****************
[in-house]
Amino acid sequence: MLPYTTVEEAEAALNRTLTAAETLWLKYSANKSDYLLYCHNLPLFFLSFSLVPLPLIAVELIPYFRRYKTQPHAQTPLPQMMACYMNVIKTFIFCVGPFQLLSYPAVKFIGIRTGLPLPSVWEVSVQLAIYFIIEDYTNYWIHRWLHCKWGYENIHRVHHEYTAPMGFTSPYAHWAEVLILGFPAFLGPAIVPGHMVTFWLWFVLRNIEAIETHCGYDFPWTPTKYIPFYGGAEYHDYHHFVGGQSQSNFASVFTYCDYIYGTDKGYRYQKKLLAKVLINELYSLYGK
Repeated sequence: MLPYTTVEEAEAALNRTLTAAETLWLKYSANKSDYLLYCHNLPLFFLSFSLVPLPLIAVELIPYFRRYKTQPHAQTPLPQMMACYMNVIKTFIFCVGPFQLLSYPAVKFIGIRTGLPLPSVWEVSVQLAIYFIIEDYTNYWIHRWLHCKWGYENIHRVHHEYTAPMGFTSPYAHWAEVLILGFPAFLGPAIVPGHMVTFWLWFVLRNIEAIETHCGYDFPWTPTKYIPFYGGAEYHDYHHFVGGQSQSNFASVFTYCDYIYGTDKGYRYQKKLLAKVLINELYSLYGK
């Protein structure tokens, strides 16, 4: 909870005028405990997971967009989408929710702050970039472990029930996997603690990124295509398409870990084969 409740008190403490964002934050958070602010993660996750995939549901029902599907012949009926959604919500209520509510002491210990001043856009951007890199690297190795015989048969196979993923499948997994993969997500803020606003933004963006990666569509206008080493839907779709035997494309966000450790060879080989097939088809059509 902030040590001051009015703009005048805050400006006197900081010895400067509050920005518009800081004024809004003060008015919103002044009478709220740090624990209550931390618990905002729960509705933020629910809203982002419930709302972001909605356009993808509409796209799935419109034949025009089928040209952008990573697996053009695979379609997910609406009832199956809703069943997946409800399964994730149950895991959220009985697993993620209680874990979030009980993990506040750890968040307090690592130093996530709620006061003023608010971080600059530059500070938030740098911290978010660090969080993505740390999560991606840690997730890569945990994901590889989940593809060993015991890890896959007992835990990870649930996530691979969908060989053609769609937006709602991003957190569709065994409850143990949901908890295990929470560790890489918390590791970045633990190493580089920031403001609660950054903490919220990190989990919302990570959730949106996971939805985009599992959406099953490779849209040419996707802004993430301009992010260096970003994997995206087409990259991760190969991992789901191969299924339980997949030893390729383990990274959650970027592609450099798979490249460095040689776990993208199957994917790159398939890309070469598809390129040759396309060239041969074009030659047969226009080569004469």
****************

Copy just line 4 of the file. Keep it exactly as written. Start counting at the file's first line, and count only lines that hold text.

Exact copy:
């Protein structure tokens, strides 16, 4: 909870005028405990997971967009989408929710702050970039472990029930996997603690990124295509398409870990084969 409740008190403490964002934050958070602010993660996750995939549901029902599907012949009926959604919500209520509510002491210990001043856009951007890199690297190795015989048969196979993923499948997994993969997500803020606003933004963006990666569509206008080493839907779709035997494309966000450790060879080989097939088809059509 902030040590001051009015703009005048805050400006006197900081010895400067509050920005518009800081004024809004003060008015919103002044009478709220740090624990209550931390618990905002729960509705933020629910809203982002419930709302972001909605356009993808509409796209799935419109034949025009089928040209952008990573697996053009695979379609997910609406009832199956809703069943997946409800399964994730149950895991959220009985697993993620209680874990979030009980993990506040750890968040307090690592130093996530709620006061003023608010971080600059530059500070938030740098911290978010660090969080993505740390999560991606840690997730890569945990994901590889989940593809060993015991890890896959007992835990990870649930996530691979969908060989053609769609937006709602991003957190569709065994409850143990949901908890295990929470560790890489918390590791970045633990190493580089920031403001609660950054903490919220990190989990919302990570959730949106996971939805985009599992959406099953490779849209040419996707802004993430301009992010260096970003994997995206087409990259991760190969991992789901191969299924339980997949030893390729383990990274959650970027592609450099798979490249460095040689776990993208199957994917790159398939890309070469598809390129040759396309060239041969074009030659047969226009080569004469």